The other testimony or argument that Quigley invokes on behalf of its claims is the suggestion that Mr. Karkus was exposed as a non-truthteller in his prior deposition and, therefore, his prior denial about working with Mr. Ligums should not be credited. At this point, however, even if the Court were to season its consumption of Mr. Karkus's testimony with even considerably more salt than used previously, that would not turn Mr. Ligums into a member of the group.

Quigley also would hope to make something of Mr. MacAniff's rendition of what Dr. Rosenbloom supposedly said Mr. Ligums had said about his support of the Karkus efforts. Strictly speaking, as previously noted, this testimony was allowed in only to the extent it might have reflected upon Dr. Rosenbloom's credibility. Leaving aside the fact that Mr. MacAniff's actual testimony was very weak and non-specific as to the statement attributed to Mr. Ligums, and also leaving aside the obvious inadmissibility of the hearsay, if Dr. Rosenbloom (who repeatedly denied making any such statement) actually had recounted anything at the May 19th meeting even close to Quigley's portrayal in its pleadings of its "newly discovered evidence" as to Mr. Ligums's alignment with the Karkus group, this would have been so significant one would have expected the Quigley forces to include such important intelligence in the press release that was issued on the eve of the shareholder vote. No such information was included, leaving the Court to conclude that at most Dr. Rosenbloom's comments about Mr. Ligums, if any, were not sufficient to support any claim about Mr. Ligums being in 13D cahoots with Mr. Karkus.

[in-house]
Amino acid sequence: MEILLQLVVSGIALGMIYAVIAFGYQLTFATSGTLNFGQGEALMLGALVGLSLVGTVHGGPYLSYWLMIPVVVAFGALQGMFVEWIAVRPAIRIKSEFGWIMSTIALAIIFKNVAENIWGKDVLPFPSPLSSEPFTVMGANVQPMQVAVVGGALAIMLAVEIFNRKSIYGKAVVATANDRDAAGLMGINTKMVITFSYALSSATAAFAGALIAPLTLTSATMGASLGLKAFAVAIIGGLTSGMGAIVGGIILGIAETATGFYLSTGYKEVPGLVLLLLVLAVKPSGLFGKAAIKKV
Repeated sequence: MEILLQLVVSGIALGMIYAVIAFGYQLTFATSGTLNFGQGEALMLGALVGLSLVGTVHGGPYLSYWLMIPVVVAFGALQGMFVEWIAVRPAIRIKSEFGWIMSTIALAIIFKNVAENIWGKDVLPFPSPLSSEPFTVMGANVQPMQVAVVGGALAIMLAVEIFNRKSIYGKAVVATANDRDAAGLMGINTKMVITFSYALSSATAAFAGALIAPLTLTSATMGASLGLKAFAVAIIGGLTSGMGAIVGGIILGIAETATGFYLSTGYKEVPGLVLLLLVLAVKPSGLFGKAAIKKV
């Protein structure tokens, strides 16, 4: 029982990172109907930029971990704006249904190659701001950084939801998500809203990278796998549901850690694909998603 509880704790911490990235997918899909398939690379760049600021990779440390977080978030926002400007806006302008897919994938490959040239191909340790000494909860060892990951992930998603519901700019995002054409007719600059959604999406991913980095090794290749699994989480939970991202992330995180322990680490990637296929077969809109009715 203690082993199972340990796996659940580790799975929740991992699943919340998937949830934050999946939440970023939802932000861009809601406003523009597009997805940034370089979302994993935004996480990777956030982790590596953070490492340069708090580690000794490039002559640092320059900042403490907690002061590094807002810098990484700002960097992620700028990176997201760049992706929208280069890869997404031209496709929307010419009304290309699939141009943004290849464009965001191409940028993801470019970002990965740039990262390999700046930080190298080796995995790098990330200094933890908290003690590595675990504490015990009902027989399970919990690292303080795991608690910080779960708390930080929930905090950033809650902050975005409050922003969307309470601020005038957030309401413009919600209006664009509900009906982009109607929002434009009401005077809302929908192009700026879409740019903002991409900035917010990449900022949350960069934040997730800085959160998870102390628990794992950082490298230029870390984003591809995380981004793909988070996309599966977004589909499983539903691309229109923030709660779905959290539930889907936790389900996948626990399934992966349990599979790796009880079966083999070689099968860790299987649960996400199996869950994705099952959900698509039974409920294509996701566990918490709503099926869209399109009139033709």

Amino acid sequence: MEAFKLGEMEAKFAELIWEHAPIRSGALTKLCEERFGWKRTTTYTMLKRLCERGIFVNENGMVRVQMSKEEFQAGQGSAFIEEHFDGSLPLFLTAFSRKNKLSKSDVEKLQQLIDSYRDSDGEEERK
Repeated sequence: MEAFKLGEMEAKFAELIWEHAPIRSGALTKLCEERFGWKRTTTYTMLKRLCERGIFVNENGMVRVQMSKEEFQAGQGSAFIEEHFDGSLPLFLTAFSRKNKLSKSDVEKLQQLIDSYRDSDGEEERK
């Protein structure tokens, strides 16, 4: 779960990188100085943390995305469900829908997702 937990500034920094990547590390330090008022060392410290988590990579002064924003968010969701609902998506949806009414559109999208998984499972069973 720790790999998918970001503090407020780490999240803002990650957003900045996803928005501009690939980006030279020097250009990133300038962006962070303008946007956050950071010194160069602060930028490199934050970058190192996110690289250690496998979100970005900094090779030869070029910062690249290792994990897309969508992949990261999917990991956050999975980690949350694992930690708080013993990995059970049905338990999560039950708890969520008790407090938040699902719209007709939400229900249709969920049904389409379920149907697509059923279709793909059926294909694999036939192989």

The final piece of "new" evidence, which actually is "new" because it did not exist, by definition, until May 20, 2009 when the shareholder vote became official, is that Mr. Ligums did actually vote his shares with Mr. Karkus and those shares were of such a number as to be very significant to the Karkus victory. Even though this evidence is "new" and certainly could not have been available in Quigley I, the Court holds that it is not probative of whether, before those votes were cast, Mr. Ligums should have been publicly disclosed as part of the Section 13D group. First, the fact that the number of the Ligums increased holdings fit neatly into the margin of victory is of no moment -- if Mr. Ligums was part of the Karkus group, it would not have mattered whether the Karkus slate won or lost. Moreover, if that simple numerical game was allowed for purposes of deciding who should have been disclosed after the fact, then any shareholder or combination of shareholders with holdings totaling the margin of victory are at risk of being accused after the fact as having been part of an undisclosed 13D group. Such a situation would subject shareholder votes to intolerable uncertainties. Second, Mr. Ligums adequately explained the circumstances and reasons for his increased acquisitions of shares. His disaffection with Quigley management was likewise adequately explained and, standing alone, does not trigger the 13D notice requirement.

Accordingly, without exposing at this time the particulars of the timing and circumstances of the acquisition of the "new evidence," arguably "new evidence" is so slight and far afield that it does not have any likelihood of effecting the outcome in this case in any manner favorable to Quigley. An Order consistent with this Memorandum follows.

GENE E.K. PRATTER United States District Judge